No longer the spice route
No longer the spice route
Business

No longer the spice route

S. Sivadas

S. Sivadas

For ages the Malabar region has been famed for its spices, pepper and cardamom and has attracted traders from Arabia and later Europe to its coast. Thus did Vasco da Gama arrive here and the rest is history. But that does not seem to be so anymore because India is likely to become a net importer of pepper, if the present neglect of this cash crop is allowed to continue, according to farm and trade circles.

According to exporters, black pepper prices have registered a sharp fall in the last seven weeks and the MG 1 price, at Rs.50, 400 a quintal on August 19, had dipped to Rs.44, 600 on September 25.

This fall, they say, could be attributed ‘to availability of cheap imported pepper in the consuming markets as well as in the producing centres all over Kerala and Karnataka. Large imports of the spice are being carried out at Nava Sheva, Chennai and the Bangalore ICD.’

The Centre has fixed 70 per cent import duty on black pepper to protect the domestic farmers, but the Indo-Sri Lankan pact permits import of 2,500 tonnes of the commodity from Sri Lanka without any duty.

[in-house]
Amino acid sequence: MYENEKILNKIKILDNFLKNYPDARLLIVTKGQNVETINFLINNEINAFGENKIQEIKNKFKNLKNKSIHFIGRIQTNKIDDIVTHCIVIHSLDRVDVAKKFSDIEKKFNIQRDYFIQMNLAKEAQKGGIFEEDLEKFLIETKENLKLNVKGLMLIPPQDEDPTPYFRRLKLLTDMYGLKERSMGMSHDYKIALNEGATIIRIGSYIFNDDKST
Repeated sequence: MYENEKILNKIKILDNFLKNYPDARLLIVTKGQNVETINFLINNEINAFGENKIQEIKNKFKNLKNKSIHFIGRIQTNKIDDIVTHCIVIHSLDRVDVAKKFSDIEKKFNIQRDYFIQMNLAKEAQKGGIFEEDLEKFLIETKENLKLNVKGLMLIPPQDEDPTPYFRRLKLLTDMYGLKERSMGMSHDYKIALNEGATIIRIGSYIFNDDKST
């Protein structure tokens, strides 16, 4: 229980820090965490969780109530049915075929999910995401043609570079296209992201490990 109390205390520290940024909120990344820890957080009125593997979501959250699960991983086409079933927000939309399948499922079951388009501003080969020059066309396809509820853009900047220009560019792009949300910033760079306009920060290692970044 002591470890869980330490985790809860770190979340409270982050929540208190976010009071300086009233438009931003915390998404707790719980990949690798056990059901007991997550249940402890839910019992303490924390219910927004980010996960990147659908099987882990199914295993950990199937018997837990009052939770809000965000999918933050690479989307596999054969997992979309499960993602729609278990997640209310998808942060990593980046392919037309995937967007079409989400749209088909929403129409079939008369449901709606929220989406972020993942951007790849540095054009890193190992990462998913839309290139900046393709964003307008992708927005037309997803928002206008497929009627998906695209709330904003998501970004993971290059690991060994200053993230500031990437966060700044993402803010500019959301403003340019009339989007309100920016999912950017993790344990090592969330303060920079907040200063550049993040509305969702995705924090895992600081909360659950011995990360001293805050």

Likewise, the SAFTA agreement permits pepper import from Sri Lanka at a concessional rate of 8 per cent, under which any quantity can be imported, said an exporter.

Many unscrupulous importers, exploiting this loophole, are indulging in importing Vietnamese pepper, for which import duty is 54 per cent under the ASEAN agreement, via Sri Lanka by just 8 per cent duty.

They also pay 1,000 dollars a tonne to the agency to get a Certificate of Origin from Sri Lankan authorities; this is a clear breach of trust between the two governments. This phenomenon has led to the fall in domestic prices, he pointed out.

According to Sunil Kumar, a major grower from Sakhleshpur in Karnataka, if the pepper growers’ interests are not protected there will be no other alternative for them except to switch over to other crops like cocoa, nutmeg, fruits. Such a scenario would steer the nation to become a net importer of pepper.

Panicky farmers in the four Southern states of Karnataka, Kerala, Tamil Nadu and Andhra Pradesh have made several representations to the Union Government, the Commerce Ministry and the Spices Board, farmers based in Chikamagaluru and Sakhleshpur said.

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